Cyclists in London staged a protest last Wednesday evening following the ninth cycling fatality in the city this year, prompting a local councillor to ask, “how many deaths” have to happen before the streets are safe for cyclists.
Chris Tandy, a manager with the British Council, was killed on the evening of Saturday 2 August after he was thrown from his bike into the path of oncoming traffic when he hit the kerb on the central reservation of London Bridge.
While witnesses described the incident as a “tragic accident,” it does highlight ongoing concerns about provision for cyclists within parts of the capital.
Islington Cycle Action Group’s Chris Casalotti told the Islington Tribune: “We wanted to draw attention to an unfinished and unused cycle path at Clerkenwell and how it could provide safety for cyclists at a time when we put our lives in danger on London’s roads.
“We also wanted to show how the path can quite easily have continued onto a wide stretch of pavement – where there is room for cyclists and pedestrians – across Farringdon Bridge towards Old Street. If only our Islington Council planners had the foresight to do it.”
Speaking of London Bridge where Mr Tandy died, he went on: “As a cyclist I’ve always dreaded going onto that bridge.
“There is no protection for people on bikes. On top of the narrowness of the road you have buses overtaking each other. With roads like ours it only takes a small mistake by someone on a cycle before there is a serious accident.”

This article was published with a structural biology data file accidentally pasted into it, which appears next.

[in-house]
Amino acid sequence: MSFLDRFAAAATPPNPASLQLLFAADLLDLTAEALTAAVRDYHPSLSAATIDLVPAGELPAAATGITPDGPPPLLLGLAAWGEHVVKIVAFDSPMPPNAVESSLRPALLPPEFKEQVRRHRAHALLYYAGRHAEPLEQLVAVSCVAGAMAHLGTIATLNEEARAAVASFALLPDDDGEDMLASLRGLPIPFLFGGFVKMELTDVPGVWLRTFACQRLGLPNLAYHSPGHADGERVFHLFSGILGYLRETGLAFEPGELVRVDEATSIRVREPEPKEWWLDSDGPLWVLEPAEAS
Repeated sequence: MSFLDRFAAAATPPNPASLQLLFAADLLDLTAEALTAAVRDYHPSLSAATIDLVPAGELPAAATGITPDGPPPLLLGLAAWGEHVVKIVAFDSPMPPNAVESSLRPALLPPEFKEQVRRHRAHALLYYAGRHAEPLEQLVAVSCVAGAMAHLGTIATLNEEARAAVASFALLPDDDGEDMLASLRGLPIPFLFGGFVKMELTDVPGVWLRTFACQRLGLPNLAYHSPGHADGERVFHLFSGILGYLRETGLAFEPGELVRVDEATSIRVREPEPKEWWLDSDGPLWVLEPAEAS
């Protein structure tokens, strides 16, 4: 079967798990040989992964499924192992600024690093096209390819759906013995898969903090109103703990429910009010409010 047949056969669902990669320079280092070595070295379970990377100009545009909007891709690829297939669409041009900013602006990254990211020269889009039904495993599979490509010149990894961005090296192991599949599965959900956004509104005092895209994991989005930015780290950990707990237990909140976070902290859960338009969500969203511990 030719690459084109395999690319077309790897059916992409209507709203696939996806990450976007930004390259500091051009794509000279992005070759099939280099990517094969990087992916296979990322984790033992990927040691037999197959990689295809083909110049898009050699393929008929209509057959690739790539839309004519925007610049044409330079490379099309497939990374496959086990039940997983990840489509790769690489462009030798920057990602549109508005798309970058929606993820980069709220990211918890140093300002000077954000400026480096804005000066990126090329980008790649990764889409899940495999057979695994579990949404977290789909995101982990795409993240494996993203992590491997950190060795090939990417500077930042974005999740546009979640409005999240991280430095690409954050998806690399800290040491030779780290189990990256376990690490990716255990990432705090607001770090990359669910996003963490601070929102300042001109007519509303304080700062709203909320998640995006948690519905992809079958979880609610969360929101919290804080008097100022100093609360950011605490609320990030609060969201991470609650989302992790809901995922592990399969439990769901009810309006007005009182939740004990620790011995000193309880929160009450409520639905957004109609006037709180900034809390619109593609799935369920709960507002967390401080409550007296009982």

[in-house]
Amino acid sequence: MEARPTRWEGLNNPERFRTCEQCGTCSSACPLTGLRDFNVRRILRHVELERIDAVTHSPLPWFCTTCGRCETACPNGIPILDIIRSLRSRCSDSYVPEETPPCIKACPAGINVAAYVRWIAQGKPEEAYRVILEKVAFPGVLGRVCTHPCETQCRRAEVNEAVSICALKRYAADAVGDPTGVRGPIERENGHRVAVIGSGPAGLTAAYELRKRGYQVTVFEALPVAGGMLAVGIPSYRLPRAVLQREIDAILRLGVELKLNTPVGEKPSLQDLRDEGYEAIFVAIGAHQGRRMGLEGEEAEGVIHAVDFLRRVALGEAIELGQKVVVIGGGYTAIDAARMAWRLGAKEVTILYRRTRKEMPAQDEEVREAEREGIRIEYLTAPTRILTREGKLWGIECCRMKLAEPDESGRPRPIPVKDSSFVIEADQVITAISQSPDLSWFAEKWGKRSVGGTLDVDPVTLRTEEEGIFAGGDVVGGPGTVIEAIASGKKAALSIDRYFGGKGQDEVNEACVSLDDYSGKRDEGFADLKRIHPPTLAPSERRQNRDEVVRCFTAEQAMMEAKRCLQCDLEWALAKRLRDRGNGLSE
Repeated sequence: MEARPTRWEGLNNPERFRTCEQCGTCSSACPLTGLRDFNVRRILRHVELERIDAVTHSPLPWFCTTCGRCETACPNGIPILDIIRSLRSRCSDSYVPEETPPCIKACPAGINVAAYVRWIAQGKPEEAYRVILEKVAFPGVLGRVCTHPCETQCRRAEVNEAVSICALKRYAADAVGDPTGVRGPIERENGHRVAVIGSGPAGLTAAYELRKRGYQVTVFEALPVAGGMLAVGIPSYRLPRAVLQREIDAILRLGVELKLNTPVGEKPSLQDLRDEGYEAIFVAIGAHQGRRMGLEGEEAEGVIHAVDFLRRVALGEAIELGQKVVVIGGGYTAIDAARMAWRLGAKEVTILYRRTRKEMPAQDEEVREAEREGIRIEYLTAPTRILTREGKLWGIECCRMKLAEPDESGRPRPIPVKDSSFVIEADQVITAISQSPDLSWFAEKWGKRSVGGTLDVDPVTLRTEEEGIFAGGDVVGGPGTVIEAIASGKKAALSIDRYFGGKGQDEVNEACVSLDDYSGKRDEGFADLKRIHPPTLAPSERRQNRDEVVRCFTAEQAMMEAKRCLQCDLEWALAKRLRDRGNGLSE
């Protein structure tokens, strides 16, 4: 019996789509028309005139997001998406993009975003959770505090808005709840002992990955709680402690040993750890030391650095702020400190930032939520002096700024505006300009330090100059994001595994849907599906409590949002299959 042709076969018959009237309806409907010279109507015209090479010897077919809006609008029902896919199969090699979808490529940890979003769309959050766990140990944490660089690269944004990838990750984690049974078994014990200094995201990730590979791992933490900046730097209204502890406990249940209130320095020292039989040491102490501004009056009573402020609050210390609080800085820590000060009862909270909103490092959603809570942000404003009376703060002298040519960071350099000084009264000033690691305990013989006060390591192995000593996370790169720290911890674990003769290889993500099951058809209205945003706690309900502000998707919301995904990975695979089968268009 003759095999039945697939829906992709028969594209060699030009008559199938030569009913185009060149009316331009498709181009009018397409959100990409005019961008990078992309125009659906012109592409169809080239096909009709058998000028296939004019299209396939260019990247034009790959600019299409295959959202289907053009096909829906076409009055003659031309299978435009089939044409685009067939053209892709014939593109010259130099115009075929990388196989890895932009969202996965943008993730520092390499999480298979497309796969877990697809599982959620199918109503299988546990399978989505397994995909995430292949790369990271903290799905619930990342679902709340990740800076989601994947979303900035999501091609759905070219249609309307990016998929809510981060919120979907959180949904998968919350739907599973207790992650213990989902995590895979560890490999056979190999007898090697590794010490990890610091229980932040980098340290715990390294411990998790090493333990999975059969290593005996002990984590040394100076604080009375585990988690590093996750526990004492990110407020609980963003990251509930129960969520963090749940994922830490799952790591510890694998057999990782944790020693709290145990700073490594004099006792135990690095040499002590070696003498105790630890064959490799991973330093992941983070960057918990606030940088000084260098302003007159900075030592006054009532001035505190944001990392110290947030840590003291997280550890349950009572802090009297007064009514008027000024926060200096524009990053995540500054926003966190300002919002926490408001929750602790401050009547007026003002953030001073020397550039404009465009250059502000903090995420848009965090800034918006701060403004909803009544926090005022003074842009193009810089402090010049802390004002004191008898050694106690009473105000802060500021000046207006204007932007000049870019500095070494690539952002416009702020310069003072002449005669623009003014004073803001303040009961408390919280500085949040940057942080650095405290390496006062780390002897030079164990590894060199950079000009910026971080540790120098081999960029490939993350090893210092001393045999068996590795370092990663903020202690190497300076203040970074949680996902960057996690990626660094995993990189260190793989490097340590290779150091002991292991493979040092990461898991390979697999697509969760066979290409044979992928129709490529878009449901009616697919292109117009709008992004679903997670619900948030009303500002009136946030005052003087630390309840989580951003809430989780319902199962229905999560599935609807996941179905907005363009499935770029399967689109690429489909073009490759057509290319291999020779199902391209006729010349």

The newspaper adds that the cycle path in Clerkenwell where the protest took place, 70 feet long and 10 feet wide, was installed by the London Borough of Camden a decade ago and cost £30,000.
However, at the point where it crosses into the London Borough of Islington, the path was not continued.
Attending the protest were prospective Labour mayoral candidate Christian Wolmar, and Green Party councillor Caroline Russell, who said: “Transport for London, Islington and Camden councils keep telling us that they have plans to make cycling safe, particularly in Clerkenwell Road.
She added:“My question is: when are we going to see these improvements? How many deaths of cyclists do we have to have before our streets are safe?”
Born in Scotland, Simon moved to London aged seven and now lives in the Oxfordshire Cotswolds with his miniature schnauzer, Elodie. He fell in love with cycling one Saturday morning in 1994 while living in Italy when Milan-San Remo went past his front door. A daily cycle commuter in London back before riding to work started to boom, he's been news editor at road.cc since 2009. Handily for work, he speaks French and Italian. He doesn't get to ride his Colnago as often as he'd like, and freely admits he's much more adept at cooking than fettling with bikes.